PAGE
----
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January 2003 • Vol 3, No. 1 •


The New Imperialism,
‘Imperial America’

Political statement issued by Socialist Democracy (Ireland) at year’s end, 2002.

Among ruling class circles in the U.S. there is now open acceptance that theirs is an imperial state. The whole tenor of the debate over what foreign policy the U.S. should pursue is framed in terms of how the U.S. should maintain its dominant position in the world in the 21st century. Richard Hass, the current director of Policy Planning in the State Department, wrote an essay in November 2000 advocating that the U.S. adopt an “imperial” foreign policy. He defined this as “a foreign policy that attempts to organize the world along certain principles affecting relations between states and conditions within them.” This would not be achieved through colonies but thorough what he termed “informal control” which could be backed up by military force if necessary. Global mechanisms such as international financial markets, the WTO, the IMF, would work to ensure the dominance of U.S. interests, with the military iron fist backing up the invisible hand of the market.

The fact that an influential figure such as Hass wrote this before September 11 shows that the position of the U.S. has not been determined by the attacks in New York and Washington. In reality there is a great deal of continuity in recent U.S. foreign policy. The difference is the degree of frankness with which the brute realities of world domination are now discussed. The most comprehensive statement of U.S. plans came in September 2002 when the Bush administration published its “National Security Strategy of the United States of America.” This document asserted the guiding policy of the U.S. was the right to use military force anywhere in the world, at anytime it chooses, against any country it believes to be, or it believes may at some point become, a threat to American interests. The immediate target of these threats are the so-called “failed states” of the Third world such as Iraq, but larger competitors of the U.S., which the document refers to, in the old style imperialist jargon, as “Great Powers” are not beyond the sights of the Bush administration.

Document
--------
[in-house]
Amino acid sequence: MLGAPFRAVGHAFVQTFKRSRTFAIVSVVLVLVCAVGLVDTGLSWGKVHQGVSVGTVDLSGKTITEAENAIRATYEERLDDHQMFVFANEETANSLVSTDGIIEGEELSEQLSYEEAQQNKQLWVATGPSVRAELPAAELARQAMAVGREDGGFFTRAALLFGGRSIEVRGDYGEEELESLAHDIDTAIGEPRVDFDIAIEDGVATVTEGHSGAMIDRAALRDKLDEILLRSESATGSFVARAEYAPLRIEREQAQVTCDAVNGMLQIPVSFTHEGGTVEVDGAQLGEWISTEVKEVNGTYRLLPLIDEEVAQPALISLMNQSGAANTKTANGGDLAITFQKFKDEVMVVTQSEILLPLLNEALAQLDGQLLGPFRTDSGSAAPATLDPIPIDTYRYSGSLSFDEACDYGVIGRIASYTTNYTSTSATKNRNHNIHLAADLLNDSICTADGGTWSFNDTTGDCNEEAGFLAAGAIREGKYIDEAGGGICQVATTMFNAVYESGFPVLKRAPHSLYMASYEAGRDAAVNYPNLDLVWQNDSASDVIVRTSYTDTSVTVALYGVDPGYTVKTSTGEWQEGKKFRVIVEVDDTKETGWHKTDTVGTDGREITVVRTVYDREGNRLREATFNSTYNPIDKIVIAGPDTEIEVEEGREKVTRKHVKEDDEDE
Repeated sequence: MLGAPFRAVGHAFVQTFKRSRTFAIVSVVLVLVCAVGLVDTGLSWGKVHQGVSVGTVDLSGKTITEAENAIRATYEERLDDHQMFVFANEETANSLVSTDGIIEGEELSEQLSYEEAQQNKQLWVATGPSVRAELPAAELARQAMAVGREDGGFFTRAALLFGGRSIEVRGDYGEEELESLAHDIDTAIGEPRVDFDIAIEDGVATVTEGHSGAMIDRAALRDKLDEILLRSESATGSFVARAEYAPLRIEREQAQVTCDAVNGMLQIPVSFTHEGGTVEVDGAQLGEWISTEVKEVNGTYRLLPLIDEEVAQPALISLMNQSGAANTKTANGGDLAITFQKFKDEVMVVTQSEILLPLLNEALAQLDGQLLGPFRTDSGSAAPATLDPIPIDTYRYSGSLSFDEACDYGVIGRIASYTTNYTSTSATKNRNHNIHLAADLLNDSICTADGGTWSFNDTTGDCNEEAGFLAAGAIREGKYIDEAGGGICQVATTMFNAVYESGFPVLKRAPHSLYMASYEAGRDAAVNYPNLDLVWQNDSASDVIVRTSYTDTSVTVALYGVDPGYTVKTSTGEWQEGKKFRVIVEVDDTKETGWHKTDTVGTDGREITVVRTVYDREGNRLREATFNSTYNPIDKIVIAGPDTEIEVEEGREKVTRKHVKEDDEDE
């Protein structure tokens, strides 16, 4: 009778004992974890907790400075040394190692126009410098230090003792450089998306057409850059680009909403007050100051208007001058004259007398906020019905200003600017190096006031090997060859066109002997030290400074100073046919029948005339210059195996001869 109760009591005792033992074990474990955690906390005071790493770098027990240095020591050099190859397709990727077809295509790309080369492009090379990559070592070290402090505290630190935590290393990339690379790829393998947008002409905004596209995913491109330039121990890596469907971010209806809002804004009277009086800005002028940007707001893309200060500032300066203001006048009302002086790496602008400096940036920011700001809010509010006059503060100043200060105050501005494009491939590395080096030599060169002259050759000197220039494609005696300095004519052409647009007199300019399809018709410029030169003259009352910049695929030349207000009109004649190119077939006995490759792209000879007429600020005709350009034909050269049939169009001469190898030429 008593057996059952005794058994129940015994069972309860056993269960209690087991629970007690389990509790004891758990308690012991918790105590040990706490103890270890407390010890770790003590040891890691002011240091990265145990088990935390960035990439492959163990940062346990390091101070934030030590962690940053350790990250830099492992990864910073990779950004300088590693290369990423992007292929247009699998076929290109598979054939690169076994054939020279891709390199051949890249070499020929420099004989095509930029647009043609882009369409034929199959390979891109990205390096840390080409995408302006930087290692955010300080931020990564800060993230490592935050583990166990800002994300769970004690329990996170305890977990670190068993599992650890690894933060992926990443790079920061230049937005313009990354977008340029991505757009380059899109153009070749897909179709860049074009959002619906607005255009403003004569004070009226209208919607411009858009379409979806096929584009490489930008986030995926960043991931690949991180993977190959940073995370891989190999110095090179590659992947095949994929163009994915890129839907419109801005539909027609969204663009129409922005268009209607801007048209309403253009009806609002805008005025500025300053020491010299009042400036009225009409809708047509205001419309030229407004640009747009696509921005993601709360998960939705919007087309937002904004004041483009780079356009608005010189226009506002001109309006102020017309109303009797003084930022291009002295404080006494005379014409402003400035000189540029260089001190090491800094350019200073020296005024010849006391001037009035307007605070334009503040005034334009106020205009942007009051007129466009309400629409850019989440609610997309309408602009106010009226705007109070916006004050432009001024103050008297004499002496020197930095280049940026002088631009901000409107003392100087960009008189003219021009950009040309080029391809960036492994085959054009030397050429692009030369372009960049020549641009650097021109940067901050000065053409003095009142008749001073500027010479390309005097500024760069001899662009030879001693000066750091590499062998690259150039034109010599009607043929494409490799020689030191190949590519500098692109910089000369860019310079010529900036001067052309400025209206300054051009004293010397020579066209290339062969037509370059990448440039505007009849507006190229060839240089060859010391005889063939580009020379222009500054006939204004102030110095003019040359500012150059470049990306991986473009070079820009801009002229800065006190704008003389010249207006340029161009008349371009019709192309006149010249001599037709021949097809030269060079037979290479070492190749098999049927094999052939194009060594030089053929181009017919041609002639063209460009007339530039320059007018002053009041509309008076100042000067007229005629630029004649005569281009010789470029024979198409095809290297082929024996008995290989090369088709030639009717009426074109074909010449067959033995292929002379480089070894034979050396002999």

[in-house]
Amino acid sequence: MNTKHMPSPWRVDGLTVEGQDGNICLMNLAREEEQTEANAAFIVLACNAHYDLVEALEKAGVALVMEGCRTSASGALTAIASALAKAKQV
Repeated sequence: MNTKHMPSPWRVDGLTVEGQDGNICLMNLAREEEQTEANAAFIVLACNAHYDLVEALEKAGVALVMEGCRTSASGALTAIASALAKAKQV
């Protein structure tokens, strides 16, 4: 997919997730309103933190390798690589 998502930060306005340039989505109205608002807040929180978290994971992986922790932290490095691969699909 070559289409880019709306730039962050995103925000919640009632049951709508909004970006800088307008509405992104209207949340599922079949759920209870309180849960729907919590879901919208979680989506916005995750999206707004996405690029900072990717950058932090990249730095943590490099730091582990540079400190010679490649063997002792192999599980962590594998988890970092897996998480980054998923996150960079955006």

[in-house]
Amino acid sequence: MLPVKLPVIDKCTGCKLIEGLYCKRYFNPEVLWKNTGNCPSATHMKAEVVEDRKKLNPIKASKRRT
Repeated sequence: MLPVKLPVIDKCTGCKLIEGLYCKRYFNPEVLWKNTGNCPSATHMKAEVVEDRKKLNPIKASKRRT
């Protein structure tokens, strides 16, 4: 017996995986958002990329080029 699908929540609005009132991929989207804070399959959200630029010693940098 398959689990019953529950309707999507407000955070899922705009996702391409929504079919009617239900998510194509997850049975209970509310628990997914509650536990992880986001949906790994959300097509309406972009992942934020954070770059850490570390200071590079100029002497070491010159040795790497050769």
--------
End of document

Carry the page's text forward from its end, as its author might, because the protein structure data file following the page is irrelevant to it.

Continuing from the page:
There is also a strong ideological element in this strategy with the document claiming that American values “are right and true for every person, and every society . . .” And what are these values? None other than a collection of the banal mantras of U.S. capitalism such as “respect for private property” and “legal and regulatory policies to encourage business investment, innovation, and entrepreneurial activity;”tax policies—particularly lower marginal tax rates —that improve incentives for world investment;” and “strong financial systems that allow capital to be put to its most efficient use.” Anything that challenges these “values,” such as increasing public spending on health and education, protecting workers rights, controls on capital, or taxation of the rich would clearly be viewed as a threat and subject to pre-emptive action by the US. This strategy, which styles itsself as a “distinctly American internationalism,” is nothing more than a blueprint for complete U.S. domination. It is the intensification of the same neo-liberal agenda that has been pushed everywhere over the last twenty years—a militarized globalization.

Imperialist rivalries

The dynamic behind imperialism is the competition and rivalry between imperialist states. Despite the idea of a “Pax Americana,” the reality is that there can be no peace under this system. For one imperialist state can only expand its power at the expense of another. While the U.S. may currently be the dominant power in the world, its position is not beyond challenge. Its determination to maintain its dominance and the ambitions of other imperialist states are inevitably in conflict.

This rivalry has been shown up over Iraq. States like China, Russia, and France clearly have different interests in the Persian Gulf and have been trying to limit U.S. action. This has mainly been carried out through the UN Security Council where they have tried to bind the U.S. into a collective position. There is no principle behind these maneuvers other than the determination to have their interests taken into account. Their huge financial commitments under the current Iraqi regime could be lost through unilateral action by the US. They therefore want a say in any post-war settlement and a share of the spoils. These states fear that U.S. control over the Gulf’s energy reserves, on which Europe and Asia are so dependent, could have serious implications for their future economic development.